Be sure to heed the reminder from today’s GospelFor everyone who exalts himself will be humbled, but the one who humbles himself will be exalted.  (Lk. 14:11) 

May I also add my own words of caution when praying for something (like humility):  Be very careful; you might actually get what you pray for!

Fr. Ed Namiotka
Pastor



Tuesday, August 20, 2019

“Lord, Will Only a Few People Be Saved?”




Dear Parishioners,

People do not like to hear doom and gloom all of the time.  To be quite frank, it gets rather depressing.  I know I tend to avoid people who are continually negative and  critical.  I prefer to associate with those who are upbeat, positive and optimistic.
 
Then I ask myself this question:  Where does one draw the line between being negative and critical and being realistic and honest?  I think that I especially struggle with this dilemma when trying to analyze our contemporary society in the context of Gospel values, Christ’s teaching and long-standing Catholic tradition.  I keep seeing just how far we have allowed ourselves to deviate from Christ as a society and even within the Church itself.

For instance, consider the contemporary attitudes towards divorce and remarriage, birth control (artificial contraception), homosexual unions (“gay” marriage), gender identity, abortion / infanticide, IVF (in-vitro fertilization), assisted suicide, pornography, cohabitation before and outside of marriage, sex outside of marriage (fornication, adultery, masturbation, homosexual acts, etc.) and various other matters.  The list of what has become, at a minimum, tolerated if not outright advocated seems endless.  I genuinely cannot wrap my head around it all.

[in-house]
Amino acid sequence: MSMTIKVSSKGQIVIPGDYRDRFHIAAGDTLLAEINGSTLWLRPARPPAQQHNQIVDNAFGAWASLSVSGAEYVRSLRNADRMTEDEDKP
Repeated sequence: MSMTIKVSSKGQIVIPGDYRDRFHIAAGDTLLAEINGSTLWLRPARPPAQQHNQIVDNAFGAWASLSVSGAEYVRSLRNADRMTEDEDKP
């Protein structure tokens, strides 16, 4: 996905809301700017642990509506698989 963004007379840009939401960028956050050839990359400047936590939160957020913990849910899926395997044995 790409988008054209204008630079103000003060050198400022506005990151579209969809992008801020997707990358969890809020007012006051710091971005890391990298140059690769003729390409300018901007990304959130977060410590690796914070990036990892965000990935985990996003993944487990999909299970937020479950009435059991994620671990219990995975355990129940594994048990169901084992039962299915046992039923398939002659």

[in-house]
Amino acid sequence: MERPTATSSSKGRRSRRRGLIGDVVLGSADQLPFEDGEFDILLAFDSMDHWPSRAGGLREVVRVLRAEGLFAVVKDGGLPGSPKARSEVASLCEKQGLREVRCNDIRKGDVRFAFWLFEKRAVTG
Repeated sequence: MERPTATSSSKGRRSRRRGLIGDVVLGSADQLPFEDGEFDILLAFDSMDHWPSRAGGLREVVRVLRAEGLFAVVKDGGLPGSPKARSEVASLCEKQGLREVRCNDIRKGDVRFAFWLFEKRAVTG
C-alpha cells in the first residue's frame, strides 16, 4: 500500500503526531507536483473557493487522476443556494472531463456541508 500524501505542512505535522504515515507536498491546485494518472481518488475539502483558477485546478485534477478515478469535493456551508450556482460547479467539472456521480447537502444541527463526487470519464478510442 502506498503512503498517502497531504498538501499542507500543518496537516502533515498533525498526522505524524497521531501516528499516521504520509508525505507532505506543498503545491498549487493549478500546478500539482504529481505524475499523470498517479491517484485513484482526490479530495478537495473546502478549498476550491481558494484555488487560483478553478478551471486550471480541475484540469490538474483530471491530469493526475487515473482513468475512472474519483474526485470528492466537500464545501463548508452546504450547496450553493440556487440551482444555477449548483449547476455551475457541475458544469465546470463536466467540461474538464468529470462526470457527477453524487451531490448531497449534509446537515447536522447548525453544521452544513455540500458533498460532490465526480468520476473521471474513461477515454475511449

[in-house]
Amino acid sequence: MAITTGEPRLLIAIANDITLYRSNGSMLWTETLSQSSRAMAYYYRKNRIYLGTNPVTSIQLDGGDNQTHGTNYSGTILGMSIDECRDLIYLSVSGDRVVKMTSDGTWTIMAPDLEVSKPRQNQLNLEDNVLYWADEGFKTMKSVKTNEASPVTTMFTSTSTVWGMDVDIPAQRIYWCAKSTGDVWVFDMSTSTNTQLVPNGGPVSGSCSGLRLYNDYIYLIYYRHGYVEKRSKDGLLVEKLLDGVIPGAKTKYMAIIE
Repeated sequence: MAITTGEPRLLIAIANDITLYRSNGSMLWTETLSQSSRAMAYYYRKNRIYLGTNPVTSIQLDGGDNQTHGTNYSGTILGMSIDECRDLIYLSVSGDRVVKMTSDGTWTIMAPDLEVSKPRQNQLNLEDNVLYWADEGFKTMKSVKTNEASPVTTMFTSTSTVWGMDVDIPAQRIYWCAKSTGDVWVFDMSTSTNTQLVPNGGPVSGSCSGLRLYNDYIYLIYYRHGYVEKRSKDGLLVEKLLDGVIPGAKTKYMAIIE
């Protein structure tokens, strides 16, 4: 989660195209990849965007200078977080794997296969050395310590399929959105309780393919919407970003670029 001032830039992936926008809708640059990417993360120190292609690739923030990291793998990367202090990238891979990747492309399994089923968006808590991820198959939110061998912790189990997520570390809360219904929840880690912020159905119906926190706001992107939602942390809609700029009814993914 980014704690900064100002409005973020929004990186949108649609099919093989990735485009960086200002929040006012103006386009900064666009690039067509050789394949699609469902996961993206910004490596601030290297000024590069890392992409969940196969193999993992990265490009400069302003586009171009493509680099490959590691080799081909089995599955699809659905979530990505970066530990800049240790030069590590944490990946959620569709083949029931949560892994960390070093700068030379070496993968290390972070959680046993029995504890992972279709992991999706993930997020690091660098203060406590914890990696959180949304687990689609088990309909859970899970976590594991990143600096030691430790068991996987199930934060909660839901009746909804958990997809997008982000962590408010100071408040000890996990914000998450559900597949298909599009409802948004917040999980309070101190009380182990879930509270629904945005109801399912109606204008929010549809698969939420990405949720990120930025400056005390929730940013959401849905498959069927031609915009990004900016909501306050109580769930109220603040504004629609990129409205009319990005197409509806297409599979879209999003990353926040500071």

Then I look within the Catholic Church and see the lack of belief / reverence for the Holy Eucharist, only one-fifth of registered Catholics going to Mass each week, a decline in vocations to the priesthood and religious life, the merging and closing of parishes and churches, scandals in the clergy and the hierarchy, an attitude of indifferentism ( one religion is as good as another), progressive liturgies, etc., and my head is ready to explode.  Where is it all going?

There are those who contend that we live in a time of great apostacy—an abandonment of the faith, a rejection of Christ.  Maybe most people do not outright reject Christ or Catholicism—although an alarming amount do—but far too many live in such a way that the Church and her traditional teaching have little or no influence on the way a person lives his or her life.  Moral teaching becomes relative and subjective.  Truth is fluid.  Confusion is rampant.  I can see it happening among family members and friends.  I can see it in my parish.  I can see it in society and even in the Church.